“My wife was extremely patient with me, as were my children … but yet you’re living with someone who’s under a tremendous amount of stress, and the outside forces against your household are incredible,” Bighia said. “It permeates every aspect of your life. … That underlying stress leeches onto your family members.”
Bighia said he fell behind on home mortgage payments and resorted to filing for bankruptcy as a tool to stop foreclosure activity.
“I don’t have a lot of debt, and I don’t want people to think I have a gambling problem or something like that because I don’t, I have house debt,” Bighia said. The bankruptcy filings essentially stopped any foreclosure proceedings while the bankruptcy process was underway.
Without a source of income, he did not qualify for many loss-mitigation programs available to him as a veteran and through his bank. The hope was that by filing for bankruptcy, Bighia would find work again and be able to resume payments, or that the case would be settled or otherwise resolved.
Since the loan delinquency came from a loss of employment and income, Bighia tried to work with the Department of Veterans Affairs home loan division, which can advocate for veterans on their behalf as home loan guarantors.
Bighia’s attorney, Keith Taubenblatt, intervened on Bighia’s behalf to show his creditors that he was expecting monetary relief after the judge’s summary decision. But failure to receive funds from the Air Force has kicked that relief farther down the road.
200 job applications
Bighia was supposed to receive payment from the Air Force earlier this summer — months before his home was scheduled for foreclosure on Wednesday. The check did not arrive in the mail. However, last week the VA intervened, allowing Bighia and his family to stay in their home for the time being.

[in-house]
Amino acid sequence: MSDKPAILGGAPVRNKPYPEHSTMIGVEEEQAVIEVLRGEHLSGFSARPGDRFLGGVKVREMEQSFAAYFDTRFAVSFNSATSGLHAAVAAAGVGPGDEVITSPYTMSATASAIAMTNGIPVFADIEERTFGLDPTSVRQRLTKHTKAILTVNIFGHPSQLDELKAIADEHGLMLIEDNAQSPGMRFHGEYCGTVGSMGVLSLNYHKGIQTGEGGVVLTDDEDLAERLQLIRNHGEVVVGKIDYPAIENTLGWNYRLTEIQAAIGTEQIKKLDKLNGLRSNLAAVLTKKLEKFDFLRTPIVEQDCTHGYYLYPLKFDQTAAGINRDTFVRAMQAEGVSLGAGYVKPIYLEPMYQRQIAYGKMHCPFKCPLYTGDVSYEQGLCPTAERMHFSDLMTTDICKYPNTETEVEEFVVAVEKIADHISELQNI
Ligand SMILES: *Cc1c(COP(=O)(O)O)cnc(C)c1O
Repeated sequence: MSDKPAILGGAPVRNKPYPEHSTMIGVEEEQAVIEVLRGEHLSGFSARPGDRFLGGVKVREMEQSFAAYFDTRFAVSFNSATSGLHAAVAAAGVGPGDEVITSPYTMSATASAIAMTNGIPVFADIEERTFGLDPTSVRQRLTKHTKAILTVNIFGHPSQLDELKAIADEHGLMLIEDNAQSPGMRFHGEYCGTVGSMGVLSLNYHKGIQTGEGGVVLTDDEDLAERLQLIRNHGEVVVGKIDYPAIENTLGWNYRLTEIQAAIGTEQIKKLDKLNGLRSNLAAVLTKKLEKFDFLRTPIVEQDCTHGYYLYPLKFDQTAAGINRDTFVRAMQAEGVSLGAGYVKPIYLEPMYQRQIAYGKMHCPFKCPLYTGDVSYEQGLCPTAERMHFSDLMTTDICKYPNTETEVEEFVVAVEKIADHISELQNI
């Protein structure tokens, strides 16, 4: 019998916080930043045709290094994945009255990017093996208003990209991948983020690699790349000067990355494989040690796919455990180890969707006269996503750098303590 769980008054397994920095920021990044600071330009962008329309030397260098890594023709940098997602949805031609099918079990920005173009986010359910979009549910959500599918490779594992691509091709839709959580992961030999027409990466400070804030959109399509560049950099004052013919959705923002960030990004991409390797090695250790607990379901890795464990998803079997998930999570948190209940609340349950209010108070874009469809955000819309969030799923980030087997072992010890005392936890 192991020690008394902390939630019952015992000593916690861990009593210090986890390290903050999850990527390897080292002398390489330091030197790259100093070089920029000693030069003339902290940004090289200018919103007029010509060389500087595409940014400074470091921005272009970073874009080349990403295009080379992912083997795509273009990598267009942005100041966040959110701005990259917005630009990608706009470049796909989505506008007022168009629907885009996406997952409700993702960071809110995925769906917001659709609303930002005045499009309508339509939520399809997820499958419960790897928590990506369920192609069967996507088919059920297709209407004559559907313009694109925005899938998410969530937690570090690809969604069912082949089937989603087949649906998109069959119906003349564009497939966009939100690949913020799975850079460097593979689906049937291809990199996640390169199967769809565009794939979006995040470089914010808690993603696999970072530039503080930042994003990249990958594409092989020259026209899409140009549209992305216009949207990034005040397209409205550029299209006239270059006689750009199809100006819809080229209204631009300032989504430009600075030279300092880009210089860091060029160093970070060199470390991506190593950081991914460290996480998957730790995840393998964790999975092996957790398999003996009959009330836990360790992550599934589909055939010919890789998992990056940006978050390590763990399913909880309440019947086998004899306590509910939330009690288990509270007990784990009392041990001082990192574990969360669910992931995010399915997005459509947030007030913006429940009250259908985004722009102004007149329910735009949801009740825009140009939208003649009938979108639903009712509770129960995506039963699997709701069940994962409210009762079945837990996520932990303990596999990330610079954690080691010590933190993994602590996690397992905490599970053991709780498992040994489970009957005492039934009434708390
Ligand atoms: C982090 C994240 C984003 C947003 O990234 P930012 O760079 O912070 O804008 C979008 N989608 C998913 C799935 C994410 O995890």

His legal team has no faith in the Air Force, which filed an appeal. His lawyers have asked for the appeal to be dismissed.
While the case was pending, Bighia applied to more than 200 jobs but found it increasingly difficult to land work. His monthly disability check from the VA — less than $1,000 — doesn’t go far.
In some instances, he made it through the interview process but was denied employment based on his credit history, which is littered with bankruptcies following his unemployment.
Each time his hopes were raised only to be crushed again.
“It puts you in a quandary, in a funk,” Bighia said. “You try to paint a good picture to the family and to the spouse: ‘Hey, I’ve got an interview,’ and ‘ooh I’ve got an offer,’ and then ‘oh, I’ve got nothin.’”
As media attention was raised about Bighia’s case, the Air Force offered him a job in early September. However, he may not qualify for the proper security clearance due to the damage to his credit and financial history. Half of all security clearances in 2020 were denied for financial considerations.
“It would be ironic, you know,” Bighia said. “You get the job, and you’re there in the office and you’re doing your work, and then you can’t even get an interim clearance because of the financial hardship that they’ve inflicted upon you over the years is now a disqualifying factor to do the job.”